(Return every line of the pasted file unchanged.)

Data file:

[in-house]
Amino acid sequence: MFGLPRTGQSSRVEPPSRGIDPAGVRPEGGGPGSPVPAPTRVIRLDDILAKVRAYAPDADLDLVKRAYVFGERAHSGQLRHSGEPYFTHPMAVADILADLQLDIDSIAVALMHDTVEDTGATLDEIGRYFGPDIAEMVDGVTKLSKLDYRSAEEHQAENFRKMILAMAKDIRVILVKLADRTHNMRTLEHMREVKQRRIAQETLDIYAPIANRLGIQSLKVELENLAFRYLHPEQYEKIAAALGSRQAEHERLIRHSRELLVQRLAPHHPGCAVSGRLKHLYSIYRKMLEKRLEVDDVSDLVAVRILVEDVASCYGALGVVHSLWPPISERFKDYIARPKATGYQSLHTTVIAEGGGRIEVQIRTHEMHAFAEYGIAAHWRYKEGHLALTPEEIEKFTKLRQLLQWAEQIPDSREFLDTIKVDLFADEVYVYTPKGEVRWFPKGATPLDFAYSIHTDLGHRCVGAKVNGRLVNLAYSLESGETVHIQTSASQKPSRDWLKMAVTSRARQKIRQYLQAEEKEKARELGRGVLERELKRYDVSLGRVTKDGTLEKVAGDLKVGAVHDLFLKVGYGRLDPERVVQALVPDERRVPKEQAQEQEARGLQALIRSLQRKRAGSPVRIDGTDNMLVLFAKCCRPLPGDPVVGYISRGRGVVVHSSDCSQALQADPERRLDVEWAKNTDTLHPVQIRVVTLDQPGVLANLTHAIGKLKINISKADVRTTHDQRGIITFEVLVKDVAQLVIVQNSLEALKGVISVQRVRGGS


[in-house]
Amino acid sequence: MFGLPRTGQSSRVEPPSRGIDPAGVRPEGGGPGSPVPAPTRVIRLDDILAKVRAYAPDADLDLVKRAYVFGERAHSGQLRHSGEPYFTHPMAVADILADLQLDIDSIAVALMHDTVEDTGATLDEIGRYFGPDIAEMVDGVTKLSKLDYRSAEEHQAENFRKMILAMAKDIRVILVKLADRTHNMRTLEHMREVKQRRIAQETLDIYAPIANRLGIQSLKVELENLAFRYLHPEQYEKIAAALGSRQAEHERLIRHSRELLVQRLAPHHPGCAVSGRLKHLYSIYRKMLEKRLEVDDVSDLVAVRILVEDVASCYGALGVVHSLWPPISERFKDYIARPKATGYQSLHTTVIAEGGGRIEVQIRTHEMHAFAEYGIAAHWRYKEGHLALTPEEIEKFTKLRQLLQWAEQIPDSREFLDTIKVDLFADEVYVYTPKGEVRWFPKGATPLDFAYSIHTDLGHRCVGAKVNGRLVNLAYSLESGETVHIQTSASQKPSRDWLKMAVTSRARQKIRQYLQAEEKEKARELGRGVLERELKRYDVSLGRVTKDGTLEKVAGDLKVGAVHDLFLKVGYGRLDPERVVQALVPDERRVPKEQAQEQEARGLQALIRSLQRKRAGSPVRIDGTDNMLVLFAKCCRPLPGDPVVGYISRGRGVVVHSSDCSQALQADPERRLDVEWAKNTDTLHPVQIRVVTLDQPGVLANLTHAIGKLKINISKADVRTTHDQRGIITFEVLVKDVAQLVIVQNSLEALKGVISVQRVRGGS